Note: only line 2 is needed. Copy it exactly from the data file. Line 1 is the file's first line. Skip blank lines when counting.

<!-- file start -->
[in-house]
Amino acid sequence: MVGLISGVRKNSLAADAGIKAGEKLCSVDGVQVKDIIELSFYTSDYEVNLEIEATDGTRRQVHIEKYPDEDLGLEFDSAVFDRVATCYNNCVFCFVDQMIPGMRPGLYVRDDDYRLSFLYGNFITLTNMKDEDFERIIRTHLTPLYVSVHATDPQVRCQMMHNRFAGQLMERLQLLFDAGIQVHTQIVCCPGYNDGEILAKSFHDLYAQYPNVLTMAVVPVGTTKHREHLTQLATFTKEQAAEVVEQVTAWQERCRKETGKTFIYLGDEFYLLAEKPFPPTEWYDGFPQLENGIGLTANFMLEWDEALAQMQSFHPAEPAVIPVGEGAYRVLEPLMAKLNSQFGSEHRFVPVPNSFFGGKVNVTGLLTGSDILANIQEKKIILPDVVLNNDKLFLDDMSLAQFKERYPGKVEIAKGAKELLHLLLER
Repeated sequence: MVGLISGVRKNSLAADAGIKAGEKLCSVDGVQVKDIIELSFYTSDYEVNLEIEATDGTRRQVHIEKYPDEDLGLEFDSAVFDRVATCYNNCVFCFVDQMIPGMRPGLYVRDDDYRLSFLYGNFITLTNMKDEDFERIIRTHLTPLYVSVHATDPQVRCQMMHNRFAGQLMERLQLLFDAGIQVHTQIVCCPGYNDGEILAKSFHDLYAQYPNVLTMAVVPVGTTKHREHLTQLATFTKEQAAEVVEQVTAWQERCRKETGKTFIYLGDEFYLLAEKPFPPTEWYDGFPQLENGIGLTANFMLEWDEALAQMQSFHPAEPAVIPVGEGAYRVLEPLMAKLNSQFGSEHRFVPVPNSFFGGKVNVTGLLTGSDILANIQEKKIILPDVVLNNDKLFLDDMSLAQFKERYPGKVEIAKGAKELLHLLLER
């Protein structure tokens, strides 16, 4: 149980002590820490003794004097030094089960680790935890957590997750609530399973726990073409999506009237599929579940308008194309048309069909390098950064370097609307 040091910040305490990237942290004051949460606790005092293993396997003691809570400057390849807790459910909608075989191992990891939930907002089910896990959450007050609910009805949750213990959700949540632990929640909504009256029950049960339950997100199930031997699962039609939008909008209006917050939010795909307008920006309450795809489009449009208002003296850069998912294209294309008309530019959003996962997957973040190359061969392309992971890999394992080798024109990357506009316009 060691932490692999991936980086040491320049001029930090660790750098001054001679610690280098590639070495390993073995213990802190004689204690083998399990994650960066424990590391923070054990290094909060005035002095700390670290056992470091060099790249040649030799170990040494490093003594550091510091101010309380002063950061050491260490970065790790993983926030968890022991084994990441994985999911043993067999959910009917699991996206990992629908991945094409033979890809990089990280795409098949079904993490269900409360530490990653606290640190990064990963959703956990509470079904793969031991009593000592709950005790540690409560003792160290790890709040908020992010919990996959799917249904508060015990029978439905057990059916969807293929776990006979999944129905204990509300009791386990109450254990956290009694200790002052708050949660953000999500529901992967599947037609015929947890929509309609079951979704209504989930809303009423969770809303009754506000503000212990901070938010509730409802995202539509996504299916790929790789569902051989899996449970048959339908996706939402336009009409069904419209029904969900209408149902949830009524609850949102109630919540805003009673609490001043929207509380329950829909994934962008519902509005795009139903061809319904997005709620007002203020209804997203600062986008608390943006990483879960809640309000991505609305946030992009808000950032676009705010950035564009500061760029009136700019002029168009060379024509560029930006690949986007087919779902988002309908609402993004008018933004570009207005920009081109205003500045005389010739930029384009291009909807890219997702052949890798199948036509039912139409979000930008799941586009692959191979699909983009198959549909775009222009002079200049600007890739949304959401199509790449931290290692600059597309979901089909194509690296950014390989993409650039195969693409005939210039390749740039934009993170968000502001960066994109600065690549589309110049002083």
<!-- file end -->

Amino acid sequence: MVGLISGVRKNSLAADAGIKAGEKLCSVDGVQVKDIIELSFYTSDYEVNLEIEATDGTRRQVHIEKYPDEDLGLEFDSAVFDRVATCYNNCVFCFVDQMIPGMRPGLYVRDDDYRLSFLYGNFITLTNMKDEDFERIIRTHLTPLYVSVHATDPQVRCQMMHNRFAGQLMERLQLLFDAGIQVHTQIVCCPGYNDGEILAKSFHDLYAQYPNVLTMAVVPVGTTKHREHLTQLATFTKEQAAEVVEQVTAWQERCRKETGKTFIYLGDEFYLLAEKPFPPTEWYDGFPQLENGIGLTANFMLEWDEALAQMQSFHPAEPAVIPVGEGAYRVLEPLMAKLNSQFGSEHRFVPVPNSFFGGKVNVTGLLTGSDILANIQEKKIILPDVVLNNDKLFLDDMSLAQFKERYPGKVEIAKGAKELLHLLLER